Average read time: 5 minutes

A day in the life of a Quaker chaplain

Curious about what it's like to be a Quaker chaplain? From exploring worship with university students to dealing with difficult moments in a hospital, Marleen Schepers spoke to two Quaker chaplains to find out more.

A university chapel set up for Quaker worship.
A university chapel set up for Quaker worship.

Chaplains aim to provide a Quaker presence wherever they work, offer spiritual counsel and guidance and contribute to religious services.

Support provided by chaplains depends on the setting and what's needed that day – no two days are the same. Quaker chaplains usually form part of a multi-faith team and work anywhere from two or three days a month, to doing some work every day. Hospital chaplains are often employed by the NHS and serve people of all faiths and none.

Jason and Joannie are both Quaker chaplains: Jason has worked at a university for four years and Joannie has worked in hospitals for seven years. They're also both tutors for Woodbrooke's online chaplaincy course. Here, they share some reflections on their roles, what they have learnt and the challenges they come across as chaplains in these different spaces.

A typical day for a university chaplain

Jason: "A typical day for me involves a lot of things going on at once. I might have the doctoral school in the quiet room doing three-minute 'thesis speed-dating'; a crew from the business school doing some filming in the chapel; a keyboard scholar hoping to tune the harpsichord; Catholic Mass may or may not be happening (both of those are also in the chapel).

"This is all easy enough if you are organised and good at multi-tasking... I'm neither, but I muddle through and still take a moment or two to try and make somebody's day with a kind word or two."

The challenges of university chaplaincy

Jason: "The most challenging day of chaplaincy for a long time was when I had to hold a memorial service for a student who took his own life, and attempt to console his distraught mother. My heart was broken for her. He meant everything to her, and I knew nothing I could say would take away her pain.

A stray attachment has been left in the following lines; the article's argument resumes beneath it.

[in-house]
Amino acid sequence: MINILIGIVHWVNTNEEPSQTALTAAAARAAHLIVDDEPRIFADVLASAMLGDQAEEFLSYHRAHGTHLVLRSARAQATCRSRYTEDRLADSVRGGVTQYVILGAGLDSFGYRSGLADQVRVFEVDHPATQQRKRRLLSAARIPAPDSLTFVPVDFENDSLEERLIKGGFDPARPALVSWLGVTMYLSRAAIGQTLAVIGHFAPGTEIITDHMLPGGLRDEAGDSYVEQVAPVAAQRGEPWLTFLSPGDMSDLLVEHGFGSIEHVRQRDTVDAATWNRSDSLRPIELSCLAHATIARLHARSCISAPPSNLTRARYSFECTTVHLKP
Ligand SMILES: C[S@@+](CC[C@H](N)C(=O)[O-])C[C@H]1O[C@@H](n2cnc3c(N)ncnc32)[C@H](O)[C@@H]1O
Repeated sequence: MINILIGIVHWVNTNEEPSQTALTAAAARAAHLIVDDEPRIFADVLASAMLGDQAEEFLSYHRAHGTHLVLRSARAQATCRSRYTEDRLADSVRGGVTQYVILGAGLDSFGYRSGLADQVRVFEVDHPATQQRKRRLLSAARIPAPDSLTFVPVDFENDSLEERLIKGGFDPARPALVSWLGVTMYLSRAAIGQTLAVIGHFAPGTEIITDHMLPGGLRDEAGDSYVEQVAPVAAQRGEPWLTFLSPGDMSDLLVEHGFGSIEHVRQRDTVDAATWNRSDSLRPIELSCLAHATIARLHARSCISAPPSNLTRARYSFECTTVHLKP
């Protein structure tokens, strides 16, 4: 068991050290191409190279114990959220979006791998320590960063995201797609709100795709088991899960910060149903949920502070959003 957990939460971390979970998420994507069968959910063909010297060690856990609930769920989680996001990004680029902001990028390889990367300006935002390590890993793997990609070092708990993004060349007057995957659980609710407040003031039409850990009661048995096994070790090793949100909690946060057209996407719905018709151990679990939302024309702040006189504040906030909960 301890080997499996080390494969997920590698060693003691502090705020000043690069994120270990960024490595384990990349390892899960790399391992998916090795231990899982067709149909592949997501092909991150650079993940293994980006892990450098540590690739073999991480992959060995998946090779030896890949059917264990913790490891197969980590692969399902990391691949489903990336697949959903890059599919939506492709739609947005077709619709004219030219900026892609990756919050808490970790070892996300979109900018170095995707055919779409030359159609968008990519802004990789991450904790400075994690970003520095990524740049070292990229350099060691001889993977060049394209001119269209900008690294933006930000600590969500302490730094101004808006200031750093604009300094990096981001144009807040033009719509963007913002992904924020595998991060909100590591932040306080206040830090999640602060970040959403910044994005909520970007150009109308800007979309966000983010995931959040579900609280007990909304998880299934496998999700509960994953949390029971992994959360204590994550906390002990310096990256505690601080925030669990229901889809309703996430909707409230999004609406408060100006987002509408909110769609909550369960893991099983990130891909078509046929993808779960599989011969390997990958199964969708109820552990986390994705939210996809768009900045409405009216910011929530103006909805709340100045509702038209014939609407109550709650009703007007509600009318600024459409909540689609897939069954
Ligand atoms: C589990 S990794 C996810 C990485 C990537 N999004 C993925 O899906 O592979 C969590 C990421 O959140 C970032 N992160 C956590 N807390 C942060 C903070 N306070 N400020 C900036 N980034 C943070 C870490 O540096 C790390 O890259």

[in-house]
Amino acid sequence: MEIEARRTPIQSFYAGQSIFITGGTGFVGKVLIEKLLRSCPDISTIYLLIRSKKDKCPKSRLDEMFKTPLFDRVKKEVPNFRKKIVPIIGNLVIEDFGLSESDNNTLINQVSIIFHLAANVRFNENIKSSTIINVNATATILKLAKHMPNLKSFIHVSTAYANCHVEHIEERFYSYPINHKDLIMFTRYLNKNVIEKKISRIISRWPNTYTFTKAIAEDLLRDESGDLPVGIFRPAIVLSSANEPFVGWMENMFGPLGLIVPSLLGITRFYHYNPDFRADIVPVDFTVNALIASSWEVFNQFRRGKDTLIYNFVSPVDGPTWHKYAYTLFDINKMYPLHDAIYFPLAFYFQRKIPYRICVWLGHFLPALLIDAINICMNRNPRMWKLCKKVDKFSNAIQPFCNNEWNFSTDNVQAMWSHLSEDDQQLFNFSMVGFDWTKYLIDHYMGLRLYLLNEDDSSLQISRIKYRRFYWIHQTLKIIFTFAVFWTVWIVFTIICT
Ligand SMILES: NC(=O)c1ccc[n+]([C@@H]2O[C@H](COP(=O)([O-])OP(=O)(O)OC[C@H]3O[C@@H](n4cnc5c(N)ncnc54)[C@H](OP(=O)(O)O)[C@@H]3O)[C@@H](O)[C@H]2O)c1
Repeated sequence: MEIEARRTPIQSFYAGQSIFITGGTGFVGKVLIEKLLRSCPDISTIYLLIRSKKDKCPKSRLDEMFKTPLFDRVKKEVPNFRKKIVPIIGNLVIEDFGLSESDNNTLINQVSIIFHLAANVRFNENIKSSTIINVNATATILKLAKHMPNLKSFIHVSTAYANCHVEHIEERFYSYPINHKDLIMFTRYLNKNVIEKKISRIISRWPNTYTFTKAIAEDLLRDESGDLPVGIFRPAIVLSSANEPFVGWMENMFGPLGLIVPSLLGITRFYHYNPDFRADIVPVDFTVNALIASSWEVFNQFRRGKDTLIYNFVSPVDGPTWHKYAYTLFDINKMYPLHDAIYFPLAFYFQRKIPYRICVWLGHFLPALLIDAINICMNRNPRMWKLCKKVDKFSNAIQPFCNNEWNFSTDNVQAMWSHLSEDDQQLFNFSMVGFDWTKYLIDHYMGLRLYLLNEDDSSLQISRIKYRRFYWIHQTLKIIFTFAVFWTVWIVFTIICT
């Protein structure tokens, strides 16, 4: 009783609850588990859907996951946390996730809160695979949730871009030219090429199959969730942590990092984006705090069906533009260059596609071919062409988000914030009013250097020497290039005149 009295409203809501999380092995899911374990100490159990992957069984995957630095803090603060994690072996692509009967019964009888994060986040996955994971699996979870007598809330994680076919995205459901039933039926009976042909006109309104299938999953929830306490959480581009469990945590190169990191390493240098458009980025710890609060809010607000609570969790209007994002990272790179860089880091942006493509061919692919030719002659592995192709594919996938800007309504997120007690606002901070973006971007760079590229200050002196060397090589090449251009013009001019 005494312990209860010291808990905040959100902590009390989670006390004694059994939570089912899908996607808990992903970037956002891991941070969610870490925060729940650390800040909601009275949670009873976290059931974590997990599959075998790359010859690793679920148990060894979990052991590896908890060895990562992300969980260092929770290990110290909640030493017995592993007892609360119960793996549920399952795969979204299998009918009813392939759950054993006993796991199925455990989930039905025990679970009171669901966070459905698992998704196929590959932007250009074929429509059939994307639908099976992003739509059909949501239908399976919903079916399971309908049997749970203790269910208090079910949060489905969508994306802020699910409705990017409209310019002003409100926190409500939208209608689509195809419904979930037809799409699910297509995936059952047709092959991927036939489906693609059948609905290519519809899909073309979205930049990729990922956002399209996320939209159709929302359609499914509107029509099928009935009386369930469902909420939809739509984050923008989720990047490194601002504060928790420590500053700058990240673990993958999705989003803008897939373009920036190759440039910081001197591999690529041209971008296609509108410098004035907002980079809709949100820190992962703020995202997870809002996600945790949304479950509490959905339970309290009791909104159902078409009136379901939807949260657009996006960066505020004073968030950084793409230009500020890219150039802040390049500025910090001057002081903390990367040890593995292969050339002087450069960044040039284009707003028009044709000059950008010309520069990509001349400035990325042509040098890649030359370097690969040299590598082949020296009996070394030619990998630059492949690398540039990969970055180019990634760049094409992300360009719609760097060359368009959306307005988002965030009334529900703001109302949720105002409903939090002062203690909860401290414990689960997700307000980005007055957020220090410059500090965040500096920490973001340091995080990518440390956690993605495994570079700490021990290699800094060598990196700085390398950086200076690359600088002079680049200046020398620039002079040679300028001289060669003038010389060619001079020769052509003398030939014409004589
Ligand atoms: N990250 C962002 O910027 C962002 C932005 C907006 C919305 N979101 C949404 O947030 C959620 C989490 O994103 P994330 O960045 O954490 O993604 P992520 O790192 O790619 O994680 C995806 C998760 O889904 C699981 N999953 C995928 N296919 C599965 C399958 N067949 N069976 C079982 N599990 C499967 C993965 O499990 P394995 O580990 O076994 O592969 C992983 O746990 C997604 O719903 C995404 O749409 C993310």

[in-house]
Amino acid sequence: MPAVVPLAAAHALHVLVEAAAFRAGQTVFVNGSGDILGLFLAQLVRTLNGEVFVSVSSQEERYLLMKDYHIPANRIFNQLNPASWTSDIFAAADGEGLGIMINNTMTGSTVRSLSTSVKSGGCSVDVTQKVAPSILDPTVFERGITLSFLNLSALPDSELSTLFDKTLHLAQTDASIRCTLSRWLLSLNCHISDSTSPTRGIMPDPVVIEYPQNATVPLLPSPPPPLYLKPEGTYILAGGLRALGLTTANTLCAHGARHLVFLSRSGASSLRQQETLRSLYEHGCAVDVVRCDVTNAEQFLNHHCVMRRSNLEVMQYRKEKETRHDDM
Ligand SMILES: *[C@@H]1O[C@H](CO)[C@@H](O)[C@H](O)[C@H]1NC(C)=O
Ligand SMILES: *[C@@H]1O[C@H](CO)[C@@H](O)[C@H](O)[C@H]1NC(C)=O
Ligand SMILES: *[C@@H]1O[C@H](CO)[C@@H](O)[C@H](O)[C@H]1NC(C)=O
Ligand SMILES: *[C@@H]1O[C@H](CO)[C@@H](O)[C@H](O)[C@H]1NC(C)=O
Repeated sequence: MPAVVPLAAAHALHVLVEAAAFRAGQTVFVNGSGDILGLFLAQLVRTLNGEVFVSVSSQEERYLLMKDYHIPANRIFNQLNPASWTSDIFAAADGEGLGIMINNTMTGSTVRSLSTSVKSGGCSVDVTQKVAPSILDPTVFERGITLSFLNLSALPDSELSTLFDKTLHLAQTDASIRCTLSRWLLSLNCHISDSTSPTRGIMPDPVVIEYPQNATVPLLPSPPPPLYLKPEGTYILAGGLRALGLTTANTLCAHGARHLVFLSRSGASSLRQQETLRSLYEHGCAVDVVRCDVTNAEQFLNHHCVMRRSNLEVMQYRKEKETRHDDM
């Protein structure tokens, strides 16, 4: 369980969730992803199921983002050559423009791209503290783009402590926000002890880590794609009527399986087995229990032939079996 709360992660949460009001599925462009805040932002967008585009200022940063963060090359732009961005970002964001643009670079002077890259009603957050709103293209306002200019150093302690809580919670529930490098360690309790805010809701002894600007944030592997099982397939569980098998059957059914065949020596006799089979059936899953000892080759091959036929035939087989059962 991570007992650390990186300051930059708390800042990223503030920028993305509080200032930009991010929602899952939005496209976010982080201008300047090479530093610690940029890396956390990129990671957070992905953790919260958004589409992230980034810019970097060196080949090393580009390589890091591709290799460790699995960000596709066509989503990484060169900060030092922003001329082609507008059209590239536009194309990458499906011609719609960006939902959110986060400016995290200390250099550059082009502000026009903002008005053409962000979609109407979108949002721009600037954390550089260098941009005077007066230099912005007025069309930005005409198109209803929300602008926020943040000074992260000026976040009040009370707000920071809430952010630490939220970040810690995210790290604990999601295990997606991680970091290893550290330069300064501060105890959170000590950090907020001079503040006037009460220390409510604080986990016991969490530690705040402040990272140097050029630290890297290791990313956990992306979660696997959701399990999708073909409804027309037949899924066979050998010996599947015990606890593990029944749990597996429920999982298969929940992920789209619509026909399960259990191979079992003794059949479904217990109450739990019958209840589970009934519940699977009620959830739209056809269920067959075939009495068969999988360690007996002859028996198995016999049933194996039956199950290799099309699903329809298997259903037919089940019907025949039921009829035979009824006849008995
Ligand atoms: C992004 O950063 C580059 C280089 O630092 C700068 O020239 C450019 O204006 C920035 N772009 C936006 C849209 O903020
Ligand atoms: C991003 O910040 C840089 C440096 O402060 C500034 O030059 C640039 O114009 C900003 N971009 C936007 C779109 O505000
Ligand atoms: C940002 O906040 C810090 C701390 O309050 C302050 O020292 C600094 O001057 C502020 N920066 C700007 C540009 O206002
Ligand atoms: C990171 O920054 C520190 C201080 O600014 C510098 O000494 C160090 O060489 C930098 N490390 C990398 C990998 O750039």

"Overall I felt quite inadequate and I kept asking myself what more I could do. Boundaries are important, but that day my policy was, 'here before me is a human being who is suffering – I must do whatever I can for her'."

Exploring worship with students

Jason: "Early on I realised that gathering enough of a Quaker community on campus to support a regular meeting for worship was going to present a challenge. There's a sprinkling of Quakers, sure – I refer to them jokingly as the 'Quaker Diaspora' – but many are stressed and busy with teaching jobs or support roles. I thought a meeting for worship was all too likely to fizzle out.

"Then I hit on the idea of holding a regular Experiment with Light meditation. It wouldn't be as full an experience of that practice as a closed group might be, but it would provide a taste of Quakerism and complement an existing programme of mindfulness groups as well as the full experience of Quaker worship available at nearby meeting houses.

"This is just an example: someone else might find completely different solutions for their particular challenges of chaplaincy. Indeed there is no one-size-fits-all model for university chaplaincy, nearly every institution seems to do it differently."

Holding space for others as a hospital chaplain

Joannie: “For me, holding space means to be fully present with an open heart, with no agenda to change the situation or direct it, but leaving space for the other person to express whatever they feel in whatever way they choose.

"Allowing emotions to rise and pass, I maintain a stillness and calm, responding only when feeling prompted, leaving my ego behind. It's a bit like being fully there, but leaving me out of it. And it works..."

The joys and challenges of working in a hospital

Joannie: “As a hospital chaplain I can identify with particular best and worst times.

"For worst times, baby and child loss comes high on the agenda. Times when all you can do is witness the raw pain of loss, being present, listening to them, holding space and giving them the freedom to express themselves; in whatever way they choose.

"Worst times can also be when you recognise that working in an institution means that you are a small cog in a giant mechanism and it's difficult to initiate. Being the only Quaker on a team can be quite a lonely position.

"However, I know that for me the best times, without doubt, are the times of deep connectedness that can arise from what begin as everyday encounters. Times when your work becomes your worship. Times when shifts take place. Times when we meet in those things which are eternal. Times that become 'thin places'. Times that validate and affirm your spirituality like nothing else can.

"These times may seem fleeting, but remain with you always and so make it easier for you to 'walk with a smile into the dark'."

Advice for potential chaplains

Jason: "Hopefully those of us considering chaplaincy will have realised that becoming a chaplain is something of an unending state rather than something that you do once then magically appear, fully formed with super powers.

"Are we comfortable with our sense of becoming, 'as the way opens'? Are we comfortable that we don't know everything and are we willing to learn and maybe even make mistakes?

"A fellow chaplain once told me, 'Don't worry if you try something one year and it doesn't work; you can always try something else next year!'

"Consider the possibility that you might already be enough of the chaplain you need to be."

Find out more about Quaker chaplains